In February, a Duke Energy plant near Eden, North Carolina, spilled roughly 140,000 tons of toxic coal ash and wastewater into the Dan River, which flows into both North Carolina and Virginia. The spill was enough to coat some 70 miles of the river in dark toxic sludge.
In signing the understanding with the state agencies, Duke agreed to pay any "reasonable" cost associated the spill. The agreement is similar to the one it signed early this year with the Environmental Protection Agency.
"This agreement represents a significant milestone in Duke Energy's ongoing efforts to restore and monitor the Dan River and surrounding environment," the company said in press release Monday. "Duke Energy is fully committed to the river's long-term health and well-being. River water quality has returned to normal and drinking water has remained safe."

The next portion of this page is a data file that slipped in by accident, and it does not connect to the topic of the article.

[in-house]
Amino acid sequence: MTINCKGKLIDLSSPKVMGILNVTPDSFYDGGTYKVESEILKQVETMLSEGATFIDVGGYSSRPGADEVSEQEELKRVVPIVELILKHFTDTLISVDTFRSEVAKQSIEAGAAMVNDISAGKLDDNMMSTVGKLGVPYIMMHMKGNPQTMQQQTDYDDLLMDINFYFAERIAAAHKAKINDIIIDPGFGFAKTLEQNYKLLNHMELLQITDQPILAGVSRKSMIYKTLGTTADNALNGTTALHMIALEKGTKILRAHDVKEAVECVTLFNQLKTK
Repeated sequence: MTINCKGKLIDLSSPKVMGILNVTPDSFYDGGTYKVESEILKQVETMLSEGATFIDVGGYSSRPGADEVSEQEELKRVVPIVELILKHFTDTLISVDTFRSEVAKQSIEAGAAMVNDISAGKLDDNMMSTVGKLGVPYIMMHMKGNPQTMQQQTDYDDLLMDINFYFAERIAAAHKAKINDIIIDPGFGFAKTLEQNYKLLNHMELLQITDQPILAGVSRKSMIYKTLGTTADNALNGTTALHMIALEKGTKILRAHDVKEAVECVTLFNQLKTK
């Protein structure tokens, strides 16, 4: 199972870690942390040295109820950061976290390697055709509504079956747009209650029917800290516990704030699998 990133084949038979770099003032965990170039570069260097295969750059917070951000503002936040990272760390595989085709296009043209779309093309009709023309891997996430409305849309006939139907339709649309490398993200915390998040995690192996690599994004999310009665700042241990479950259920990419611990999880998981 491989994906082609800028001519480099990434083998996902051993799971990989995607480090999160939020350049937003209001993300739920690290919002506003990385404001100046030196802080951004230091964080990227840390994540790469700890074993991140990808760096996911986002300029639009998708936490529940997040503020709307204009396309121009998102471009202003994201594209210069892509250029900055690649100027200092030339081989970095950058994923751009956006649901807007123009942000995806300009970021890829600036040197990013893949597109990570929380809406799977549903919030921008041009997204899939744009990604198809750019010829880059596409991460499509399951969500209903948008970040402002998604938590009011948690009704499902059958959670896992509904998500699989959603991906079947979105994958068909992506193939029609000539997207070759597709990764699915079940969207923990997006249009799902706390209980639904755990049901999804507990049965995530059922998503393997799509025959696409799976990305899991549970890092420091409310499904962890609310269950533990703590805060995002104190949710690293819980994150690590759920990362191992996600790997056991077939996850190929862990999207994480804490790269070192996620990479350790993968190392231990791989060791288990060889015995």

Duke Energy has already spent some $15 million in containing the spill and mitigating its immediate ill effects. Though the energy company claims things are back to normal, conservationists are likely to pressure the conglomerate into additional cleanup efforts should further contamination come to light.
Both the state agencies and the company hope the agreement can help avoid lawsuits as officials continue to monitor toxicity levels and evidence of pollution in the Dan River.